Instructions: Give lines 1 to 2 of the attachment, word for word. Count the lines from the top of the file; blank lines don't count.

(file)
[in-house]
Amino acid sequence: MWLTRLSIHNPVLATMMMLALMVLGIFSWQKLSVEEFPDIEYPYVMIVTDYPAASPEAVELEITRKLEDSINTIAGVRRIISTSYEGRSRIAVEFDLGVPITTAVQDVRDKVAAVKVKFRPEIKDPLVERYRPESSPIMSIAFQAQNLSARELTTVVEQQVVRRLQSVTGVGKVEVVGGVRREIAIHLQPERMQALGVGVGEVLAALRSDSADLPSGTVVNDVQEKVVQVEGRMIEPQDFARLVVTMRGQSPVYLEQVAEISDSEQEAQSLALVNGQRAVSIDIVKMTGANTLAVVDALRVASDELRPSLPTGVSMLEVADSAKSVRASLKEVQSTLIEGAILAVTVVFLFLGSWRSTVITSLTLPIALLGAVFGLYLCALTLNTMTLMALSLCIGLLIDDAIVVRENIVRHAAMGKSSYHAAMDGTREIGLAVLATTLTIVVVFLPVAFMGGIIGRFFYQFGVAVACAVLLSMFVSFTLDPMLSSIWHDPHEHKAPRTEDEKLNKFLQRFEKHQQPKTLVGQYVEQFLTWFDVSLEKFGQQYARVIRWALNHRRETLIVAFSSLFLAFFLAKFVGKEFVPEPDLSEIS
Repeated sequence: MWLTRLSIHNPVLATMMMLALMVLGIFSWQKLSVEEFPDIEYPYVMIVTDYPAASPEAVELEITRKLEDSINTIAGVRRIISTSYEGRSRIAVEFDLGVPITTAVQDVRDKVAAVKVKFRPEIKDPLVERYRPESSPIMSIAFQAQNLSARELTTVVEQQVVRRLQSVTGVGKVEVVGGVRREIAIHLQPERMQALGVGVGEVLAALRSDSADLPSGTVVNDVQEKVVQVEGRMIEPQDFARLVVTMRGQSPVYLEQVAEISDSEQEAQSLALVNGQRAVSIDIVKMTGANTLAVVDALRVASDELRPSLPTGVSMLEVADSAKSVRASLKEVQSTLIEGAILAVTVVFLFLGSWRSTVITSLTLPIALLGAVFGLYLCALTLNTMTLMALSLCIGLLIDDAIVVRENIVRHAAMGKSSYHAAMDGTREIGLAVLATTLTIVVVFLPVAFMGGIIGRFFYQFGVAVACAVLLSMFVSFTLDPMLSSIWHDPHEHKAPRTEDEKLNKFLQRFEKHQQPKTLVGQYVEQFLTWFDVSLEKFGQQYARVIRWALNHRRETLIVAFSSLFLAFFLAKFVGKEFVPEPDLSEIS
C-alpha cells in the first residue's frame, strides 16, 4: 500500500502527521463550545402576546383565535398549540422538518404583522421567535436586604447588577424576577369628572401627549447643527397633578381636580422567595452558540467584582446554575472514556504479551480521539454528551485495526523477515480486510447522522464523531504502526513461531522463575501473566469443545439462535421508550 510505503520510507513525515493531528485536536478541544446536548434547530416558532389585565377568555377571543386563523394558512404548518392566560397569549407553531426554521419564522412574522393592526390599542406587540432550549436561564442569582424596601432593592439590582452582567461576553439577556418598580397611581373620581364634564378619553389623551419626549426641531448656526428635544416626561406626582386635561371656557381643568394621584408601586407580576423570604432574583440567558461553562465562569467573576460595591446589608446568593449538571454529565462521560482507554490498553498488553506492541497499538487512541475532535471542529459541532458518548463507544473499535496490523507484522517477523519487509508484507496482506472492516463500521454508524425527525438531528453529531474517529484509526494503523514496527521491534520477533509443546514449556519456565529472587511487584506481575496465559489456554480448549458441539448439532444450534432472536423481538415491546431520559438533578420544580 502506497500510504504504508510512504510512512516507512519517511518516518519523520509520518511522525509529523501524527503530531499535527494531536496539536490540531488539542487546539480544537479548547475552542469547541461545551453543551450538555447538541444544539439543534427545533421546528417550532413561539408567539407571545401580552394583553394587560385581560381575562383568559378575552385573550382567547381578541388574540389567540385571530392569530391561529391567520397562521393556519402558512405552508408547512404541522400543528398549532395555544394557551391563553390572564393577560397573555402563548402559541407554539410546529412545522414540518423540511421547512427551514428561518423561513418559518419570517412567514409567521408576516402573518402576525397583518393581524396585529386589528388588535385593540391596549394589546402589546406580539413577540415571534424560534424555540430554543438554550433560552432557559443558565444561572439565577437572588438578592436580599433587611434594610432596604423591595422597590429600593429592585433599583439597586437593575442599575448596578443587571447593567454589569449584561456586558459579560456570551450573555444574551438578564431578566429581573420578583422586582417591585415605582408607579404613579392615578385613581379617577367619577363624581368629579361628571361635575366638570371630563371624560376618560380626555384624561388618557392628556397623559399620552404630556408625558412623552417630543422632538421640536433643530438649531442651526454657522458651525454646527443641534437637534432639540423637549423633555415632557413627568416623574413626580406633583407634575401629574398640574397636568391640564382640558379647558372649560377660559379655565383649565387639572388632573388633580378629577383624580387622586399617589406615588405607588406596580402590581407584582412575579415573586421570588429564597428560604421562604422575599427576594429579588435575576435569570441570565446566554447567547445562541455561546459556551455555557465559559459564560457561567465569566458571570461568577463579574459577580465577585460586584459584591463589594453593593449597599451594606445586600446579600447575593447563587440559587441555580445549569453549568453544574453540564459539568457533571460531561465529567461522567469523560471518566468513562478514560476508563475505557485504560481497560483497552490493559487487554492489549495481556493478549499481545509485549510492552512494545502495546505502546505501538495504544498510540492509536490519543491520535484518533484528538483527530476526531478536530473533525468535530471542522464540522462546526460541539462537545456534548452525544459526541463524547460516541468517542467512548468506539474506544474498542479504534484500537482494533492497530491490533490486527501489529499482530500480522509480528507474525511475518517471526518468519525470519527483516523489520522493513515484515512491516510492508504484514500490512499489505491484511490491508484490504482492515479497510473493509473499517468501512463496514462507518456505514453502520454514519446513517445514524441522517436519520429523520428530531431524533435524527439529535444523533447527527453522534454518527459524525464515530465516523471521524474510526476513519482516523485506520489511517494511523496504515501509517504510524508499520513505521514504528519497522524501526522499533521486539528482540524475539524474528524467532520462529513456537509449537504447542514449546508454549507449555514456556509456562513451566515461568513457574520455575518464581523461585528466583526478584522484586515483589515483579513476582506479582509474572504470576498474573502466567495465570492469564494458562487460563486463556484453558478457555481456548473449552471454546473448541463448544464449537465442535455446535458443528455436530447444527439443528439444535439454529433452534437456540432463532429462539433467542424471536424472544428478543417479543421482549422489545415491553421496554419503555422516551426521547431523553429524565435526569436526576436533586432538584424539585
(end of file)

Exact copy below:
[in-house]
Amino acid sequence: MWLTRLSIHNPVLATMMMLALMVLGIFSWQKLSVEEFPDIEYPYVMIVTDYPAASPEAVELEITRKLEDSINTIAGVRRIISTSYEGRSRIAVEFDLGVPITTAVQDVRDKVAAVKVKFRPEIKDPLVERYRPESSPIMSIAFQAQNLSARELTTVVEQQVVRRLQSVTGVGKVEVVGGVRREIAIHLQPERMQALGVGVGEVLAALRSDSADLPSGTVVNDVQEKVVQVEGRMIEPQDFARLVVTMRGQSPVYLEQVAEISDSEQEAQSLALVNGQRAVSIDIVKMTGANTLAVVDALRVASDELRPSLPTGVSMLEVADSAKSVRASLKEVQSTLIEGAILAVTVVFLFLGSWRSTVITSLTLPIALLGAVFGLYLCALTLNTMTLMALSLCIGLLIDDAIVVRENIVRHAAMGKSSYHAAMDGTREIGLAVLATTLTIVVVFLPVAFMGGIIGRFFYQFGVAVACAVLLSMFVSFTLDPMLSSIWHDPHEHKAPRTEDEKLNKFLQRFEKHQQPKTLVGQYVEQFLTWFDVSLEKFGQQYARVIRWALNHRRETLIVAFSSLFLAFFLAKFVGKEFVPEPDLSEIS